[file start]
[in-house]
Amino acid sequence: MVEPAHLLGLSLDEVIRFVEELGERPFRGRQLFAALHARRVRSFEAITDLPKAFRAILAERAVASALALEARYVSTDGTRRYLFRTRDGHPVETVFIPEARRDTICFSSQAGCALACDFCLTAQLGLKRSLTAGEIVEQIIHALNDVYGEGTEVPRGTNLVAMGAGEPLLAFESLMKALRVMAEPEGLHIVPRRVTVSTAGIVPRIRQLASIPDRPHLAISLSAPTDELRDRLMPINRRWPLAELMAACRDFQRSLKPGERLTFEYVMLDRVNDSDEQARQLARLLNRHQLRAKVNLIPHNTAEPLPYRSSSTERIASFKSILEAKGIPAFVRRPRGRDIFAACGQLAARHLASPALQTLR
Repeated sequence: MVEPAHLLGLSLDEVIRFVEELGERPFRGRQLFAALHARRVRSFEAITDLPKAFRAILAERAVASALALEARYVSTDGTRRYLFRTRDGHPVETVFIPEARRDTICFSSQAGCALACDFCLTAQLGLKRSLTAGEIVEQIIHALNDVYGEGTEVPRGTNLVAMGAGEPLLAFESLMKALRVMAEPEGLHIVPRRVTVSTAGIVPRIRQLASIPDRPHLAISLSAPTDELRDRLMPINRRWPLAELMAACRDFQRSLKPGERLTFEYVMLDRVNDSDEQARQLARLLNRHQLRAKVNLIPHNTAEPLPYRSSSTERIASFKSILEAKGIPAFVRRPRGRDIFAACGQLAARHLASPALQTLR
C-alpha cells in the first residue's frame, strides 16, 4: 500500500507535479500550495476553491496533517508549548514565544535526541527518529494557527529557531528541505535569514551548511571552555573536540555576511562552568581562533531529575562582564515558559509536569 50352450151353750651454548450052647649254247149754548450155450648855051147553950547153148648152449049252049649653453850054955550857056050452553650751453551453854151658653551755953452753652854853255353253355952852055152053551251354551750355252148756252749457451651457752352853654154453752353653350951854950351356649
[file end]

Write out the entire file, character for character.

[in-house]
Amino acid sequence: MVEPAHLLGLSLDEVIRFVEELGERPFRGRQLFAALHARRVRSFEAITDLPKAFRAILAERAVASALALEARYVSTDGTRRYLFRTRDGHPVETVFIPEARRDTICFSSQAGCALACDFCLTAQLGLKRSLTAGEIVEQIIHALNDVYGEGTEVPRGTNLVAMGAGEPLLAFESLMKALRVMAEPEGLHIVPRRVTVSTAGIVPRIRQLASIPDRPHLAISLSAPTDELRDRLMPINRRWPLAELMAACRDFQRSLKPGERLTFEYVMLDRVNDSDEQARQLARLLNRHQLRAKVNLIPHNTAEPLPYRSSSTERIASFKSILEAKGIPAFVRRPRGRDIFAACGQLAARHLASPALQTLR
Repeated sequence: MVEPAHLLGLSLDEVIRFVEELGERPFRGRQLFAALHARRVRSFEAITDLPKAFRAILAERAVASALALEARYVSTDGTRRYLFRTRDGHPVETVFIPEARRDTICFSSQAGCALACDFCLTAQLGLKRSLTAGEIVEQIIHALNDVYGEGTEVPRGTNLVAMGAGEPLLAFESLMKALRVMAEPEGLHIVPRRVTVSTAGIVPRIRQLASIPDRPHLAISLSAPTDELRDRLMPINRRWPLAELMAACRDFQRSLKPGERLTFEYVMLDRVNDSDEQARQLARLLNRHQLRAKVNLIPHNTAEPLPYRSSSTERIASFKSILEAKGIPAFVRRPRGRDIFAACGQLAARHLASPALQTLR
C-alpha cells in the first residue's frame, strides 16, 4: 500500500507535479500550495476553491496533517508549548514565544535526541527518529494557527529557531528541505535569514551548511571552555573536540555576511562552568581562533531529575562582564515558559509536569 50352450151353750651454548450052647649254247149754548450155450648855051147553950547153148648152449049252049649653453850054955550857056050452553650751453551453854151658653551755953452753652854853255353253355952852055152053551251354551750355252148756252749457451651457752352853654154453752353653350951854950351356649